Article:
April tosses her long hair over her shoulder. “You need to lay off the noise making. Gayle and I are trying to finish our group project upstairs. Can’t you take your guitar to the basement or something while you still can?”
I raise my eyebrows. “What do you mean while I still can?”
“You know, before we move? Dad’s putting the house up for sale?”
I gape at her. “We’re moving?”
She returns my dumbfounded expression with one of her own. “Oh, my God. Did you really just ask that? Maybe if you ever had dinner with us anymore you would have known.” April spins around and stomps out of the foyer, but her voice echoes off the marble floor. “You are so clueless, Claire!”
I yell at her to shut up, but the words are a reflex. I’m frozen, unsure what bothers me more—the idea that we’re moving, or that no one bothered to share this not-so-unimportant piece of information with me at a time when they knew I could hear it. Why now? Is it because of my mom’s death, or something else?
My stomach knots as I pad down the hallway and knock on my dad’s office door. Without waiting for an answer, I push open the heavy, paneled door and step inside.
He’s hanging up the phone as I enter. “Yes? What is it?”
Feeling rude for barging in like this, I dig my toes into the cushy carpet. “April told me you’re selling the house. Is that true?”
My dad looks up sharply. Then he beckons me toward his desk and reclines in his chair. “This isn’t news at this point. I’ve been working on the arrangements for two weeks now.”
“It’s news to me.” It’s always news to me. I should be used to being the last to know things around here, but really, I’m not sure you actually can get used to that sort of treatment.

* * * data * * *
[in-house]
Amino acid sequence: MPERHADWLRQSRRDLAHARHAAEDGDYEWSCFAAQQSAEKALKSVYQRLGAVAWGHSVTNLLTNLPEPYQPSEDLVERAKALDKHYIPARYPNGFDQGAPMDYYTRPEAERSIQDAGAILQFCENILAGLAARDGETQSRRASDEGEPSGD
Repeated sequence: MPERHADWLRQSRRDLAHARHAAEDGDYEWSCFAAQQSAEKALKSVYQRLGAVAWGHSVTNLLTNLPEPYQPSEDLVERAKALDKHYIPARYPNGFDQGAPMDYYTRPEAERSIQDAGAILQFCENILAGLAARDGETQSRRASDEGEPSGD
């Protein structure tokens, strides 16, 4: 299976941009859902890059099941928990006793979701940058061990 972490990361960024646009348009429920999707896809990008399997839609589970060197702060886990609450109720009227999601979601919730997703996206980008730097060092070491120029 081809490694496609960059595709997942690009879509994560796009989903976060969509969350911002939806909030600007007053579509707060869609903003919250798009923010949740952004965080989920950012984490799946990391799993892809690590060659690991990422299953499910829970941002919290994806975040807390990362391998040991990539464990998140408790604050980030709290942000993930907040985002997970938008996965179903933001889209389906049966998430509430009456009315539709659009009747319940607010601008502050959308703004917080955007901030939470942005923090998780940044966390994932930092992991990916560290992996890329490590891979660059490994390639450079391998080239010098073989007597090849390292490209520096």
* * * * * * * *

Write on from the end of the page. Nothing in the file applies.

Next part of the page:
“I’m downsizing,” my dad says. “I’m looking at condos.”
I nod dumbly, too stunned for speech. My dad’s voice is mostly devoid of emotion as he tells me his plans. He’s either approaching this as he does everything, like a simple business decision, or he’s trying to hide how much it bothers him. I suspect it’s the second. My dad does not do downsizing any more than my sister does non-designer purses. Although I knew things weren’t good since his company folded recently, it had never occurred to me how bad it could be. Or how much of my dad’s money might be tied up in his company’s investments, from what it sounds like.
Trying not to outwardly freak, I put on my best unconcerned face and regain my wits. “Yeah, sure. We’ll adjust. And since I’m going to college in the fall, you and April will be even less cramped. It’s not like three people need all this space.”
My dad’s mask slips a little. His cheek twitches. “Actually, Claire, sit down. I’ve been putting this conversation off, but we need to talk about college.”
My eyes open wide. On second thought, maybe now is precisely the time to freak.
So I sit, and from the depths of a leather wingback chair, I learn a valuable lesson. I learn there are worse fates than having your ex-boyfriend write a chart-topping song that turns you into the most infamous Miata-driving girl in the country.
For example, your ex-boyfriend could write a chart-topping song about you, and your dad could have invested your college money in a fund that has since run dry.
Did I say worse fates? I meant far, far worse fates.
Minutes pass. The clock on the far wall ticks obnoxiously loudly, and my dad keeps talking, but I don’t hear a word. I feel sick to my stomach, and all I can do is think that I’m living a bad country song. You know, the one about how your mom died, your college fund left you and not even your red Miata can drive you out of utter loserdom. That one.
I have three weeks until graduation and suddenly no longer anything to look forward to.